Before we begin, you should know that our comments today will include forward-looking statements which may or may pursuant to the Safe Harbor provision of the Private Securities Litigation Reform Act. These statements address company plans and activities or events which we expect will or may occur in future. However, a number of factors as set forth in our SEC filings and press releases could cause actual results to differ from our plans. We refer you to and specifically incorporate into our comments today, the cautionary statements contained in today’s press release and in our other SEC filings. You are cautioned not to place undue reliance on these forward-looking statements which speak only as of today at this call. The company does not undertake to publicly update or revive its forward-looking statements.

I hope that you had an opportunity to review our earnings release this morning. We’ll begin this discussion with some comments on the quarter’s financial results from Jim and then Howard will share some of his thoughts with you. Jim?

James Kelly, Vice Chairman, Chief Administrative Officer and Chief Financial Officer

Thank you, Kiley. Good morning and happy holidays. It’s always good to get the first quarter of a New Year behind me, particularly when it’s a good start. This past quarter, we had a number of areas where exceeded our plans and a few unexpected expenses. We also had a number of items that impact comparability with last year’s first quarter, to include the expensing of options, and the impacts of our stock buyback program. As we walk through our financial results this morning, I’ll point these out.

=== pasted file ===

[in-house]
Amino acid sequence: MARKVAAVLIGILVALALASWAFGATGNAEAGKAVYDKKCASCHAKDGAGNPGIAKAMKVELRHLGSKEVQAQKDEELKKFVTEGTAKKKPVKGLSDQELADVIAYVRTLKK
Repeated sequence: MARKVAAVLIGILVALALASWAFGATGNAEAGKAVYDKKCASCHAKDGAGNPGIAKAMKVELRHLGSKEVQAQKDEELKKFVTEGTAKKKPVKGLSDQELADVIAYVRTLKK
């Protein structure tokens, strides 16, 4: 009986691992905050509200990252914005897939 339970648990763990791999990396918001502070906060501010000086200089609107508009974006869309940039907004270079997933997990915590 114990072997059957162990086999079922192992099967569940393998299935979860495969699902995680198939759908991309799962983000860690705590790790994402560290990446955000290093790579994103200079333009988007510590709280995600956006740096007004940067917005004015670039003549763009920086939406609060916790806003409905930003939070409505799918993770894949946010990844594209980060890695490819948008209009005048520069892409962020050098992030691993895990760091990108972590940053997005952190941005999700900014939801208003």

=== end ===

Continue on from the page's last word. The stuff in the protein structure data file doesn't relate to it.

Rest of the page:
The cornerstone of our retailers’ performance is sales. So, let’s start there. As many of you will recall, over a year ago, we discussed that in this difficult economic environment, we needed the sales drivers in order improve comp store performance. That is why last year; we initiated investments in our treasure hunt, urban and cooler programs. During the first quarter, our comparable stores grew sales at a solid 3% driven by these initiatives. As planned, we opened 73 new stores in the first quarter. New stores sales performance remains relatively high by industry standards at around 85% of the sales of an average store. We would like new store sales with our current mix of our urban and rule stores to be closer to the 90% performance level. And believe that with some of the improvements we’re making in the urban markets and in our new store opening program, we will move in this direction.